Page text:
Kino has put out a pair of DVDs featuring two of the
Talmadge Sisters, Norma and Constance.
They were both big stars in the silent era and had their own
companies. (Their middle sister, Natalie
only appeared in a few films and was Buster Keaton's first wife.) The two sister's stage personalities were
polar opposites. The blond and perky Constance was a comedienne while the brunette
Norma was a
tragic heroine. Both sisters are
largely forgotten today and many of their films are lost.
The ones that survive are rarely shown. That's
why it's such a treat that Kino has
dug up a total of four films by these two silent stars and released
them on a
pair of discs.
The Constance Talmadge Collection includes two wonderful
films both costarring Ronald Coleman.
It's a must-buy for silent comedy fans.
Her Night of Romance
(1924): This wonderfully amusing
romantic comedy features Constance as a rich young heiress, Dorothy
travels to England
in secret to get away from all of the fortune hunters back in the
states. As she states early in the film,
love her, they love her money and she hates them all.
That soon changes when she trips and is helped
up by the dashing man who then leaves.
The man is Lord Paul Menford (Ronald Colman) a nobleman who has
on hard times and has to sell his estate.
In a series of coincidences that could only occur in a
romantic comedy, Dorothy's butler confuses Menford with his uncle, who
famous physician, and brings him to treat the young woman.
At the same time Dorothy's father offers to
buy Lord Menford's estate. When Menford
and Dorothy arrive at his old home, the two have to pretend that they
are married. Add into the mix Menford's
manager and you've got a recipe for a hilarious comedy.
I really enjoyed this movie a lot. Constance was
a top-notch comedienne who was incredibly funny.
Her facial expressions alone are enough to
raise fits of laughter. Pairing her with
Ronald Coleman was a stoke of genius too.
Not only does he have a lot of comedic talent too, but the pair
lot of screen chemistry too. They play
off each other wonderfully. It's too bad
that neither of these fine actors is better known today.
Her Sister from Paris
(1925): Made the following year, this is
great comedy. Constance
plays a dual role in this film and is quite good in both roles.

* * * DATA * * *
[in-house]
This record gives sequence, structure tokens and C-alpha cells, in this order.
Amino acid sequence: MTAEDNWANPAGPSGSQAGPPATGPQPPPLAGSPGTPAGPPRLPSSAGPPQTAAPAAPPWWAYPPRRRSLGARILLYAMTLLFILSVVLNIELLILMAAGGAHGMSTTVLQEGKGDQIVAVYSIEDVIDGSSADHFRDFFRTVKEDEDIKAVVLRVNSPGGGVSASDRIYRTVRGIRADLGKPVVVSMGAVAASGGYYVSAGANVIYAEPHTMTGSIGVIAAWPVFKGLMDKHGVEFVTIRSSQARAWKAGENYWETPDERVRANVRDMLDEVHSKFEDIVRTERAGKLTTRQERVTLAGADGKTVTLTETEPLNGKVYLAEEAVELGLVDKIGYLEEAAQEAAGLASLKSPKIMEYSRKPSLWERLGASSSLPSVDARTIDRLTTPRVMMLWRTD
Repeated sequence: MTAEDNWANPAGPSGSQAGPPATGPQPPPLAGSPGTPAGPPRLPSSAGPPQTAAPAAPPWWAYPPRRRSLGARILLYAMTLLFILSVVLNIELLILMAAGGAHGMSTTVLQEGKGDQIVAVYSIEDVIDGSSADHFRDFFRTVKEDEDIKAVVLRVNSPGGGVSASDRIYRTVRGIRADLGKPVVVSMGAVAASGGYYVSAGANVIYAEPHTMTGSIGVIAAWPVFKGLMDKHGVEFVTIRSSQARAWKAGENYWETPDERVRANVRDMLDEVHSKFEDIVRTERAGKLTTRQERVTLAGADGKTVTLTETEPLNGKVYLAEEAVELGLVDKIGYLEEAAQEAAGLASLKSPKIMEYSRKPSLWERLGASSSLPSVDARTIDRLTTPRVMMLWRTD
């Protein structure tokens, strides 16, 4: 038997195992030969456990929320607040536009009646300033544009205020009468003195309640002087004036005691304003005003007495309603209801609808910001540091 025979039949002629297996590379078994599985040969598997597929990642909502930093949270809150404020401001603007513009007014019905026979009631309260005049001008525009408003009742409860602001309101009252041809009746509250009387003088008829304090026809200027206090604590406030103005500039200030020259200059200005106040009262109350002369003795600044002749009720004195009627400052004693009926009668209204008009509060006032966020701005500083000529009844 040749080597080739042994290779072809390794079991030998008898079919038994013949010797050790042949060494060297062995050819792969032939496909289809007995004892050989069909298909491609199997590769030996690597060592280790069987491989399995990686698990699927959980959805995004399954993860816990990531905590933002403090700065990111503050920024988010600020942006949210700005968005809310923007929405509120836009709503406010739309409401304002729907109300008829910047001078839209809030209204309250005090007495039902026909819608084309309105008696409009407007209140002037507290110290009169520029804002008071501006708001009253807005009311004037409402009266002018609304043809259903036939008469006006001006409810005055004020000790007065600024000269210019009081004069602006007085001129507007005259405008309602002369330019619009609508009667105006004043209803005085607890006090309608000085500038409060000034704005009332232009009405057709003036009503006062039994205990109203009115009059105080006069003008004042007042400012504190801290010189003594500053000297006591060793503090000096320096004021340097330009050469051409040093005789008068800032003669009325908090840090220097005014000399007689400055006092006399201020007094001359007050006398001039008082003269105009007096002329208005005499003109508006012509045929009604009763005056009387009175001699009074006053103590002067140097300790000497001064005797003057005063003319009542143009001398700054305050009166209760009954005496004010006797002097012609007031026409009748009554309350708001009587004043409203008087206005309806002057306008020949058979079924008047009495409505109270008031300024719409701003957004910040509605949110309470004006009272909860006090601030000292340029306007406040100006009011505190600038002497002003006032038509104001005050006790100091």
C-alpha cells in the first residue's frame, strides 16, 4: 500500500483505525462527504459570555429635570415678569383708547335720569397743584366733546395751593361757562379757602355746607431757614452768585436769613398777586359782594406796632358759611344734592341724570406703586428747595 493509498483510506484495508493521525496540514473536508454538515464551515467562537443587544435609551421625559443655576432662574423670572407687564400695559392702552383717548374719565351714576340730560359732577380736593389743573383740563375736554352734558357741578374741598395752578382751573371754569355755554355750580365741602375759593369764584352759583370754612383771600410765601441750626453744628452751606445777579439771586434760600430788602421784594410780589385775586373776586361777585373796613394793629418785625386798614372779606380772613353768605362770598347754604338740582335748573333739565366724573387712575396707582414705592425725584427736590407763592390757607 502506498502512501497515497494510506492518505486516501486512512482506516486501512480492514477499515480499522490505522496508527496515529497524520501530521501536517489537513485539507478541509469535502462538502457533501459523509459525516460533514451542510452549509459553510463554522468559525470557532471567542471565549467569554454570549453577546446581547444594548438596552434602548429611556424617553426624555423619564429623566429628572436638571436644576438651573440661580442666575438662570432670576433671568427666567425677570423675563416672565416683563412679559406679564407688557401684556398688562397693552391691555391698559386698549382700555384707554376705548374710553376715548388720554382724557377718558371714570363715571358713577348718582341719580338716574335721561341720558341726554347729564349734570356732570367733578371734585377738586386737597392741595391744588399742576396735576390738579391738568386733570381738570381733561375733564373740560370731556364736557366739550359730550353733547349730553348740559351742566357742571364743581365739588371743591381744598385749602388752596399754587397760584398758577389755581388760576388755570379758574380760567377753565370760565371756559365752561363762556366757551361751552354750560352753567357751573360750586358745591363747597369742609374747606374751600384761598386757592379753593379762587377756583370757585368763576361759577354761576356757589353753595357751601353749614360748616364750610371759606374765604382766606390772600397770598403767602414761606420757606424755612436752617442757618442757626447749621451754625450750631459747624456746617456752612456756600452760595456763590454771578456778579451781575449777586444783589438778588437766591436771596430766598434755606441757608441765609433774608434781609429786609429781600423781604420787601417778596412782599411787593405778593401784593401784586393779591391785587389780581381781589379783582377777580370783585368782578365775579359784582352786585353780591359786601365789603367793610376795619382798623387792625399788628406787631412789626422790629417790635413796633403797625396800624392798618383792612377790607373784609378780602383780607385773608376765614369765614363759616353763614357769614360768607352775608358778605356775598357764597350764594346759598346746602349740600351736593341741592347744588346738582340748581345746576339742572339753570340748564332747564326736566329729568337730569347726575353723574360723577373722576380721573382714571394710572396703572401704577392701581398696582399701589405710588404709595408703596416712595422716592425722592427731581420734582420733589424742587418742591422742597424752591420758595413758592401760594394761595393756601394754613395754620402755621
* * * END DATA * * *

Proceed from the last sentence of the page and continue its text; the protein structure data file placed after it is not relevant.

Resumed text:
Helen Weyringer (Constance Talmadge) and her husband Joseph
(Ronald Coleman) have been married a while and the spark has gone out. After a fight Helen goes home to her
mother's, but on the way remembers that her sister, a world-famous
her identical twin (a single beauty mark is the only difference), is
in town that day. She makes a detour to
the train station where she has to fight the crowds to see her sibling
Lola. Once there together, Helen reveals
troubles and Lola has a plan...
Later, Joseph and his friend Robert (George K. Arthur) run
into the wild, vivacious, and outgoing Lola and go out for a night on
town. Both men are infatuated with the
charismatic dancer from Paris
and Joseph even plans to run away with her, but there's a snag in his
While most viewers will predict the outcome of this film
from the very beginning, it's not the result at the end we're watching
movie for, but the ride to get there.
And what a ride it is. The film
is filled with comic moments and once again Constance Talmadge shows
talented comedienne she really is.
Ronald Coleman holds his own too, which is saying something. Another great comic gem.
These two films come on one single-sided DVD.
These two films are
accompanied by piano scores composed and performed by Bruce Loeb (Her Night of Romance) and Judith
Rosenberg (Her Sister from Paris).
While I admit I prefer orchestral scores,
these accompaniments were fine. They
were scene specific and though not as catchy as some scores, suited the
Both movies were restored by the Library of Congress, and
look great. The contrast is excellent
the prints are generally clear and the detail is very good. There are some occasional specks here and
there, but they aren't distracting in the least. A
very good looking pair of silent gems.
The only extra is a photo gallery.
These two films were surprisingly good. This
was my first exposure to Constance
Talmadge and I was duly impressed. Both
films are funny and enjoyable, and while they may be predictable it's
getting to the ending anyway. Highly